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Hearing defects more common in children with type 1 diabetes, Australian researchers find

Children with type 1 diabetes are more likely to have hearing defects than children without diabetes, according to new study findings.
Researchers at the University of Melbourne also noted that children with type 1 diabetes who tested within normal hearing thresholds still had this increased risk.

In the study, published in Diabetic Medicine, the Melbourne researchers highlighted that “hearing loss is a frequently reported consequence of type 1 diabetes”.
They conducted an analysis on 19 Australian children with type 1 diabetes and matched healthy controls. The children were evaluated for sound detectio, auditory neural function and binaural processing ability. Their functional hearing and general communication ability was also assessed.
The hearing levels of all children fell within normal clinical limits, but nine children with diabetes showed evidence of hearing defects. These included delayed neural conduction times, poorer speech reception thresholds and more self-reported listening difficulties.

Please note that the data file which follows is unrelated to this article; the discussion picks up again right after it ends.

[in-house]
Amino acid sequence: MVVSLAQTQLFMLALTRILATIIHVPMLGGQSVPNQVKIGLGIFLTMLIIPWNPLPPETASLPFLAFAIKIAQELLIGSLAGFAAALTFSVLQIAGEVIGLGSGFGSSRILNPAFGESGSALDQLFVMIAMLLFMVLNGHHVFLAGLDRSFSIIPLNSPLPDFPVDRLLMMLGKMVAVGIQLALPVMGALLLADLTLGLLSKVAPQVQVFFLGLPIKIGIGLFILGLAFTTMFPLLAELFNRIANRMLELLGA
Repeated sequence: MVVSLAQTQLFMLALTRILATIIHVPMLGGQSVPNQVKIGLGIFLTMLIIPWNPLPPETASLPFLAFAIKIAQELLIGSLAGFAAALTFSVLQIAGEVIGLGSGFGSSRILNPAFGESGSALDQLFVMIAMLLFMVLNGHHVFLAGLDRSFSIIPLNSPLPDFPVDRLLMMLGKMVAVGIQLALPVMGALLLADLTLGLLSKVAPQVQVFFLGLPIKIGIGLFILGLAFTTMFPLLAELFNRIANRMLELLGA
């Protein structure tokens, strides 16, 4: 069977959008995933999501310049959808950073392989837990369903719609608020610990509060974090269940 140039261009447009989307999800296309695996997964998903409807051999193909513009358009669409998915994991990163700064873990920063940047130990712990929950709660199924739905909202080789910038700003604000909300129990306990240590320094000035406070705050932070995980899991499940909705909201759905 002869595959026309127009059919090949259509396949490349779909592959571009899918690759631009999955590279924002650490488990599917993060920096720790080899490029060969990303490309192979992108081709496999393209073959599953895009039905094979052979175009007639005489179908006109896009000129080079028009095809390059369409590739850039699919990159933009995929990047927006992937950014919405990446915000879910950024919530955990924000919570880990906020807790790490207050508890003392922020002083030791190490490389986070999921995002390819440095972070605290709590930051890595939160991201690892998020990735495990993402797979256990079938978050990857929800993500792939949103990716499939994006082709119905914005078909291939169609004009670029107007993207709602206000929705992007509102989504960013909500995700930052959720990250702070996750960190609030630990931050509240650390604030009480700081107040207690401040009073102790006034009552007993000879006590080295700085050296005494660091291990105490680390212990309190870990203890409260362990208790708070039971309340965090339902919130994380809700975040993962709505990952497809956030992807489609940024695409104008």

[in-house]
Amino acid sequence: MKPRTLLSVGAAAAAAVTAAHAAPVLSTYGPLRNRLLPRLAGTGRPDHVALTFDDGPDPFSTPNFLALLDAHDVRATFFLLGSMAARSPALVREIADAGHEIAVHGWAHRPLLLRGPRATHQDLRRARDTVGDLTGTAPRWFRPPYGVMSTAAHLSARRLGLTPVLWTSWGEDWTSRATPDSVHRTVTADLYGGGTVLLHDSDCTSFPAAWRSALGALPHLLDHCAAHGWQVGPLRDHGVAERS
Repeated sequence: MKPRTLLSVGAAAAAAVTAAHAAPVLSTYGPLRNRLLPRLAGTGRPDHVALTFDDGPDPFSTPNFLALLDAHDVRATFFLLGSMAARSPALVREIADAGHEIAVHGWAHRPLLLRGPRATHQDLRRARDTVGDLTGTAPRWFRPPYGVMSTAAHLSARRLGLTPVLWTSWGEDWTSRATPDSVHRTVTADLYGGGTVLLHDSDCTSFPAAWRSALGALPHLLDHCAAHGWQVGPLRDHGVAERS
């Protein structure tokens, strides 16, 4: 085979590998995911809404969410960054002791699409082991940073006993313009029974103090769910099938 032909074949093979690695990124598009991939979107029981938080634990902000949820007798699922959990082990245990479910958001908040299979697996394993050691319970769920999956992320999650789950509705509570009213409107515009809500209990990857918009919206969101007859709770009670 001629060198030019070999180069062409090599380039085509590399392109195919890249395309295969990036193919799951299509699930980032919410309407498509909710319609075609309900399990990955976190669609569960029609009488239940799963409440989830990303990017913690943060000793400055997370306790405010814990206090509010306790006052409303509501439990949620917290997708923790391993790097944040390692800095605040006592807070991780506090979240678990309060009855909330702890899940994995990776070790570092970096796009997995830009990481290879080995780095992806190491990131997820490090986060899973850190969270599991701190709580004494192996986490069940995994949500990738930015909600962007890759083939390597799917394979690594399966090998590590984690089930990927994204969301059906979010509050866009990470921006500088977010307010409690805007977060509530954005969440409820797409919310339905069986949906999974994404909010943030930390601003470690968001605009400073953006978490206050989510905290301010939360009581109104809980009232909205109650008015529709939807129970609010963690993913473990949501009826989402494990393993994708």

Study author Gary Rance, PhD, MSc, University of Melbourne, explained: “Participants were not selected based on hearing history, yet more than half (53 per cent) showed performance levels outside age-related norms on speech perception and/or everyday listening measures.
“Where control listeners found that they struggled to understand conversational speech in
The researchers noted that these hearing defects could be serious enough to threaten academic progress, and hope these findings could impact future treatment for young children with type 1 diabetes.
“The findings suggest that functional hearing difficulties (i.e. impaired ability to understand speech in everyday listening circumstances) are relatively common in children with type 1 diabetes,” Rance told Endocrine Today.
“As such, a hearing evaluation – including speech perception in background noise – may form an important part of the standard management regimen for children with the disease.”

A limitation of this study, though, is its small size, and further studies will be necessary to validate these findings on a larger scale.

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